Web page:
Heinz von Foerster Workshop

Timo Honkela
UIAH Media Lab
Fall 1999


Heinz von Foerster is a prominent thinker and an early cognitive scientist whose work has covered several areas of importance. His bibliography starts in 1943 and according to my knowledge he is still active, at the age of 87. Among other things he can be considered to be one of the forefathers of constructivism that is, for example, an important theoretical basis in many up-to-date approaches to education and cognitive science. You can even consider Future Learning Environment as one example.

Austrian Society of Cognitive Science has devoted a web page for Heinz von Foerster.

Preliminary timetable


During the workshop, three articles will be considered. Below you can find some quotes that hopefully wake up your "intellectual appetite".

On disciplines

Von Foerster is strongly against the idea of dividing the world into separate areas of study as is normally done in the scientific community. His comment below is very illuminating in this sense. The excerpt below is from his interview by Stanford Humanities Review.
"I don't know where my expertise is; my expertise is no disciplines. I would recommend to drop disciplinarity wherever one can. Disciplines are an outgrowth of academia. In academia you appoint somebody and then in order to give him a name he must be a historian, a physicist, a chemist, a biologist, a biophysicist; he has to have a name. Here is a human being: Joe Smith -- he suddenly has a label around the neck: biophysicist. Now he has to live up to that label and push away everything that is not biophysics; otherwise people will doubt that he is a biophysicist. If he's talking to somebody about astronomy, they will say "I don't know, you are not talking about your area of competence, you're talking about astronomy, and there is the department of astronomy, those are the people over there," and things of that sort. Disciplines are an aftereffect of the institutional situation."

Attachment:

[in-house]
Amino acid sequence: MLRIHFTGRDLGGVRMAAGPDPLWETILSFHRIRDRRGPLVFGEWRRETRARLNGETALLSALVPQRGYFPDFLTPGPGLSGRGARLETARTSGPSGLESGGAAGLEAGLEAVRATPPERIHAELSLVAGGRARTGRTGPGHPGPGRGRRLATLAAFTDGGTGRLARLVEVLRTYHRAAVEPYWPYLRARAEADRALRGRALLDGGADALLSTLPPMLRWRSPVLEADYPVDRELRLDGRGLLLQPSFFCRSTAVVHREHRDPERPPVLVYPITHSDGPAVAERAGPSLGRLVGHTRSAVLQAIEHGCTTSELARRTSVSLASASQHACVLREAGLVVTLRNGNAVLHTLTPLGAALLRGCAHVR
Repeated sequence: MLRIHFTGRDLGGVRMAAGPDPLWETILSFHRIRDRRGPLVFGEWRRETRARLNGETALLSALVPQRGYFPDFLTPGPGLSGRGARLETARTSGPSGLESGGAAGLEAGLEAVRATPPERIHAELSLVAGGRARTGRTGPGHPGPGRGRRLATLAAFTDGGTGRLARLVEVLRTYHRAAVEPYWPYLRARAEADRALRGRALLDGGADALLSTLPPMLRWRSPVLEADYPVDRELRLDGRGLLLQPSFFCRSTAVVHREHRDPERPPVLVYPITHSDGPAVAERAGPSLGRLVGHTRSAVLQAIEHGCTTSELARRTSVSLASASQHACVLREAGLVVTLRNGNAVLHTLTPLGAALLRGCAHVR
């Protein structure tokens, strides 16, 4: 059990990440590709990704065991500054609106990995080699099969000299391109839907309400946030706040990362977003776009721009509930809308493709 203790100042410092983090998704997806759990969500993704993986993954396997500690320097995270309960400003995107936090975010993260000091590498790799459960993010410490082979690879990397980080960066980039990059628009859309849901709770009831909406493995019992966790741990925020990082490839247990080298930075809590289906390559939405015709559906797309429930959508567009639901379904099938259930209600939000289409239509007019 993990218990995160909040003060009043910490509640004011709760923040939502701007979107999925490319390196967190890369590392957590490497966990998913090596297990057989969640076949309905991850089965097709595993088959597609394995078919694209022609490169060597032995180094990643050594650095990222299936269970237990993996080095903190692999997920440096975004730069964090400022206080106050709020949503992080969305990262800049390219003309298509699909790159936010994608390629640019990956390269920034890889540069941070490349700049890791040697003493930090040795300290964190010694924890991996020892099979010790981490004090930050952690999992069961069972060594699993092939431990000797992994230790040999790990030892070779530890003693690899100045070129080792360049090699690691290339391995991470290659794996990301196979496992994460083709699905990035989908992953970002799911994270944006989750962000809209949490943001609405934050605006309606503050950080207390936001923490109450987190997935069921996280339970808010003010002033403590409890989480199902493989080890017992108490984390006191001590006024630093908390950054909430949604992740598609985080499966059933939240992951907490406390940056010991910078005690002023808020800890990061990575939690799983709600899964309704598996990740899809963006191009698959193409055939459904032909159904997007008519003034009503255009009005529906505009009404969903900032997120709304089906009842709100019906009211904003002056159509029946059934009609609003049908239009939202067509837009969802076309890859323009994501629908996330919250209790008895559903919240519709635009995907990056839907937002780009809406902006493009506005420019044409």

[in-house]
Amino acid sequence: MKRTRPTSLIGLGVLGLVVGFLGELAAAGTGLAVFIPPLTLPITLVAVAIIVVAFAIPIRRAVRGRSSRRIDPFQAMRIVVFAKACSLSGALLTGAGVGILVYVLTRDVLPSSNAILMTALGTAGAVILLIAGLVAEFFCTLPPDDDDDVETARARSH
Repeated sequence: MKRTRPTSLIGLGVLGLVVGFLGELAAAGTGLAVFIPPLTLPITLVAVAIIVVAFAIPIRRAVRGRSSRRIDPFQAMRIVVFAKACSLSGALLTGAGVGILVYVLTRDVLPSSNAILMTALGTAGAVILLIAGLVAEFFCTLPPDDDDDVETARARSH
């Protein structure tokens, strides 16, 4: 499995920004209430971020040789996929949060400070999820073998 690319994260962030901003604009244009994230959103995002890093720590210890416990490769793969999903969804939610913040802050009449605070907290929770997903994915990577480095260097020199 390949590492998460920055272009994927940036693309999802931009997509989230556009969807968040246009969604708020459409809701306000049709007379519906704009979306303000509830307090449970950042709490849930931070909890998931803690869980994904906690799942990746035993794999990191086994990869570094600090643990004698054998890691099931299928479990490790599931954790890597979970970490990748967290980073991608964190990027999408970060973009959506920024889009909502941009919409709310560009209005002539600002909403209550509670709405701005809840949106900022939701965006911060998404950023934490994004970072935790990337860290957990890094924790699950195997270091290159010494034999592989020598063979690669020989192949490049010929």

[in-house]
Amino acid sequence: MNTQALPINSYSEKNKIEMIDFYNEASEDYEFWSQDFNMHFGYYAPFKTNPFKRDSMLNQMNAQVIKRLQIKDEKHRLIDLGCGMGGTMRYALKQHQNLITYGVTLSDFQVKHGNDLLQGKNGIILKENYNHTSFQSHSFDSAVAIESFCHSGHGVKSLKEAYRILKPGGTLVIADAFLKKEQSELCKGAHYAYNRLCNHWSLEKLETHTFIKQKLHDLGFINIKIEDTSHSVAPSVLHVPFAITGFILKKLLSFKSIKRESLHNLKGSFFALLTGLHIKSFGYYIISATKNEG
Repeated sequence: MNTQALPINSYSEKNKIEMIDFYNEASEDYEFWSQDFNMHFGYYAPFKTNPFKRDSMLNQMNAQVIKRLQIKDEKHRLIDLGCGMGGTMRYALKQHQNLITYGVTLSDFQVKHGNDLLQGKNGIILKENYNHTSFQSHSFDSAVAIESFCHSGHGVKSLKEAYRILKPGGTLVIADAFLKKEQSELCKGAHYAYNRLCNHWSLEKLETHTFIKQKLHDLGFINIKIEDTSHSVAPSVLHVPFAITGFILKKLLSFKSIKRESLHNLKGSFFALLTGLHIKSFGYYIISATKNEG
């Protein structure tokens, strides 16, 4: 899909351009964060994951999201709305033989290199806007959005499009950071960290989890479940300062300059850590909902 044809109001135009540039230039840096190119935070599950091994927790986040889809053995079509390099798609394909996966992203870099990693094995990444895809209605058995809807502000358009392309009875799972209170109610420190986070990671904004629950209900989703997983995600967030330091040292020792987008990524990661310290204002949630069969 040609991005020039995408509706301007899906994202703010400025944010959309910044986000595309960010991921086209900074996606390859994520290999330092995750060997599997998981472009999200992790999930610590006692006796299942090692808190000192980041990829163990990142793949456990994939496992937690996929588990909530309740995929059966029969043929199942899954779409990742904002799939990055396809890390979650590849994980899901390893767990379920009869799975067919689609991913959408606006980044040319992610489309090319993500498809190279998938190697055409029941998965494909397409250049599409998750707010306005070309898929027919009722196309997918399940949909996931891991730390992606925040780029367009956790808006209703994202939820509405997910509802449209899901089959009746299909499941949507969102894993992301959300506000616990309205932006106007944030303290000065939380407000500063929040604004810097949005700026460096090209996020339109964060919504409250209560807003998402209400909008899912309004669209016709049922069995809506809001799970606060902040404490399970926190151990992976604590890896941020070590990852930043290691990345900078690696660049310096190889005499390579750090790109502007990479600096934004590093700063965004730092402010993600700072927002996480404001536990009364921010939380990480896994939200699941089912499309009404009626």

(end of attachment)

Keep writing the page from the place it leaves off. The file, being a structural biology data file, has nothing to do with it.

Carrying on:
Development of science

Fransisco Varela has written a prologue "the scientist, the man" to von Foerster's interview. Varela mentions, for instance,
"... the reader should be aware that over the many years when he directed the Biological Computer Laboratory at the University of Illinois at Urbana-Champaign (1960-1975) Heinz was directly or indirectly a creative contributor to some key ideas that have stayed for good. Perhaps the most famous one is that the role of noise in a complex system might well lead to further organization, in a paradoxical effect Heinz dubbed the order-from-noise principle."

Related thinkers and themes

Themes in artificial intelligence and cognitive science

Timo Honkela, Nov 22, 1999